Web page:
If we want to alter the trajectory of global climate change, a single powerful tool can generate action to reduce greenhouse gases: price incentives.
That is the argument of Max Auffhammer, a UC Berkeley professor of environmental and resource economics, energy economics and applied econometrics who focuses on the social cost of carbon: an estimate, expressed in dollars and cents, of the damage that one ton of carbon dioxide emitted into the atmosphere does to the planet.
One ton of carbon dioxide is roughly the amount you emit by driving your Camry from San Francisco to Chicago.
This is not a dollar figure that anybody ever pays, of course. Instead, it is a number that governments should use to evaluate the benefits and costs of new regulations that affect greenhouse gas emissions, Aufhammer says. He emphasizes that over the next five to 10 years we need to determine what this number is so that every government on the planet can use it to help arrive at better policies to avert a global climate crisis.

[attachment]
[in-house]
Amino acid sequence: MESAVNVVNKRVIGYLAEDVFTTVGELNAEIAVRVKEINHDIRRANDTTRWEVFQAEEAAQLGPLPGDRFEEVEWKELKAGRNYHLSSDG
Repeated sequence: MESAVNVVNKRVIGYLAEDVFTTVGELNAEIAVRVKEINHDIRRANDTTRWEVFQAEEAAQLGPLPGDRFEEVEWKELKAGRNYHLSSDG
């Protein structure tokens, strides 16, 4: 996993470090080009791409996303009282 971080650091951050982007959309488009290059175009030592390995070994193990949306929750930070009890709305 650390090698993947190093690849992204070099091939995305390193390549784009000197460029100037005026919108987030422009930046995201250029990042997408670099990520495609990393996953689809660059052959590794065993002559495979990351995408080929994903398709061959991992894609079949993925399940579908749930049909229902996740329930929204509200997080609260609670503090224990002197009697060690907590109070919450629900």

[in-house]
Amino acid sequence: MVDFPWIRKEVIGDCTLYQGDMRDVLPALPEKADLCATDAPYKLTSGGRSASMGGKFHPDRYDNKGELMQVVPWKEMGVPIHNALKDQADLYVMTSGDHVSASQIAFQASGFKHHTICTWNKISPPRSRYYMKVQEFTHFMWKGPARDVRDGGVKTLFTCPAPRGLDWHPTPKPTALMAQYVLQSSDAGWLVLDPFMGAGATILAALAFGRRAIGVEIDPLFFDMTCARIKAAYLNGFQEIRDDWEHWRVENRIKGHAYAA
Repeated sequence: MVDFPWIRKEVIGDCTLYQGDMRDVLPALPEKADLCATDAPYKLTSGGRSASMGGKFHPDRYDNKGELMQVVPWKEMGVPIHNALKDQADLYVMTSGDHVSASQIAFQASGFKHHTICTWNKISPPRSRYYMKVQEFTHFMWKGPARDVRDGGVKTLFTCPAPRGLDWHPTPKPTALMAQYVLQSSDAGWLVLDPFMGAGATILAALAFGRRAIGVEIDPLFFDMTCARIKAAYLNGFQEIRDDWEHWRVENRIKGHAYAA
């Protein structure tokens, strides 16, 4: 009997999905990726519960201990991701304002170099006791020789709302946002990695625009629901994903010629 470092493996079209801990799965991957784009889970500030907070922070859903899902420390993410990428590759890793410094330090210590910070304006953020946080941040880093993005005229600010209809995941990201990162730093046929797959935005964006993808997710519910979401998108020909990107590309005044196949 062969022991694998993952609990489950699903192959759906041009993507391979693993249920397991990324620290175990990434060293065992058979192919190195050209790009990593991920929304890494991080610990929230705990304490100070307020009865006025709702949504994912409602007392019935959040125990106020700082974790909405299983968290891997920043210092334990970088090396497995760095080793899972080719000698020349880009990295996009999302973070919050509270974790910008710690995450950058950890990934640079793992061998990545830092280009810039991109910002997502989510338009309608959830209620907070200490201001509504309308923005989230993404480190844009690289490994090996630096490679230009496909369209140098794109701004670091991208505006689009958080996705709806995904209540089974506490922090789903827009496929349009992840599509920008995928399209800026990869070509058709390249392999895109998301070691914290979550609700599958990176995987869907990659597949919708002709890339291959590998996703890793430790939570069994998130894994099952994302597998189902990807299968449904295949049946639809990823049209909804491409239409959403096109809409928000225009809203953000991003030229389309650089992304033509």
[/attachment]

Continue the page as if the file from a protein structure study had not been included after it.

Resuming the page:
In a brief talk in May at Cal Future Forum, Auffhammer, a research associate at the National Bureau of Economic Research and lead author for the Intergovernmental Panel on Climate Change (IPCC), discussed the difficulties associated with putting a price on the main driver of climate change.